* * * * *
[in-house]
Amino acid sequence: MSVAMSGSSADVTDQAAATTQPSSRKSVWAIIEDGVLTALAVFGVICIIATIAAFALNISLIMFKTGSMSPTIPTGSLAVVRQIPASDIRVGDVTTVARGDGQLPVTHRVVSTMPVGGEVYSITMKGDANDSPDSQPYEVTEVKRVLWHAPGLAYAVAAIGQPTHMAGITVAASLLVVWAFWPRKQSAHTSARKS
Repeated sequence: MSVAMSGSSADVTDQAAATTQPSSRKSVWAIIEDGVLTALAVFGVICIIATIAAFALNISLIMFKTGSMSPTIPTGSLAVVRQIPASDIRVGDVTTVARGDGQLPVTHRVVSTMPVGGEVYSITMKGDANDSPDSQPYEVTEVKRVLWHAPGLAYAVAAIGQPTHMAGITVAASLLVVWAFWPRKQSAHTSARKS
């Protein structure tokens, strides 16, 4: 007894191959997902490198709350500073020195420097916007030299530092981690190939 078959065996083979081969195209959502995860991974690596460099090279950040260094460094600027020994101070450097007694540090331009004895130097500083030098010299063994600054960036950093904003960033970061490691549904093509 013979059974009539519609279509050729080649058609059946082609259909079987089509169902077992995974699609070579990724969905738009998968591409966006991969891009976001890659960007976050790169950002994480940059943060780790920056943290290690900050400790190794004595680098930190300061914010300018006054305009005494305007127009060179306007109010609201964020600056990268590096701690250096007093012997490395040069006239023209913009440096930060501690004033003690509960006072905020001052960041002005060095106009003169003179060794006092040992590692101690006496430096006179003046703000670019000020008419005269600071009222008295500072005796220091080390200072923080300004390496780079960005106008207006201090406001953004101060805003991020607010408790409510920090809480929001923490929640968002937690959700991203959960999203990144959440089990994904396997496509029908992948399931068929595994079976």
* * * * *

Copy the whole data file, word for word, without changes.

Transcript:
[in-house]
Amino acid sequence: MSVAMSGSSADVTDQAAATTQPSSRKSVWAIIEDGVLTALAVFGVICIIATIAAFALNISLIMFKTGSMSPTIPTGSLAVVRQIPASDIRVGDVTTVARGDGQLPVTHRVVSTMPVGGEVYSITMKGDANDSPDSQPYEVTEVKRVLWHAPGLAYAVAAIGQPTHMAGITVAASLLVVWAFWPRKQSAHTSARKS
Repeated sequence: MSVAMSGSSADVTDQAAATTQPSSRKSVWAIIEDGVLTALAVFGVICIIATIAAFALNISLIMFKTGSMSPTIPTGSLAVVRQIPASDIRVGDVTTVARGDGQLPVTHRVVSTMPVGGEVYSITMKGDANDSPDSQPYEVTEVKRVLWHAPGLAYAVAAIGQPTHMAGITVAASLLVVWAFWPRKQSAHTSARKS
């Protein structure tokens, strides 16, 4: 007894191959997902490198709350500073020195420097916007030299530092981690190939 078959065996083979081969195209959502995860991974690596460099090279950040260094460094600027020994101070450097007694540090331009004895130097500083030098010299063994600054960036950093904003960033970061490691549904093509 013979059974009539519609279509050729080649058609059946082609259909079987089509169902077992995974699609070579990724969905738009998968591409966006991969891009976001890659960007976050790169950002994480940059943060780790920056943290290690900050400790190794004595680098930190300061914010300018006054305009005494305007127009060179306007109010609201964020600056990268590096701690250096007093012997490395040069006239023209913009440096930060501690004033003690509960006072905020001052960041002005060095106009003169003179060794006092040992590692101690006496430096006179003046703000670019000020008419005269600071009222008295500072005796220091080390200072923080300004390496780079960005106008207006201090406001953004101060805003991020607010408790409510920090809480929001923490929640968002937690959700991203959960999203990144959440089990994904396997496509029908992948399931068929595994079976």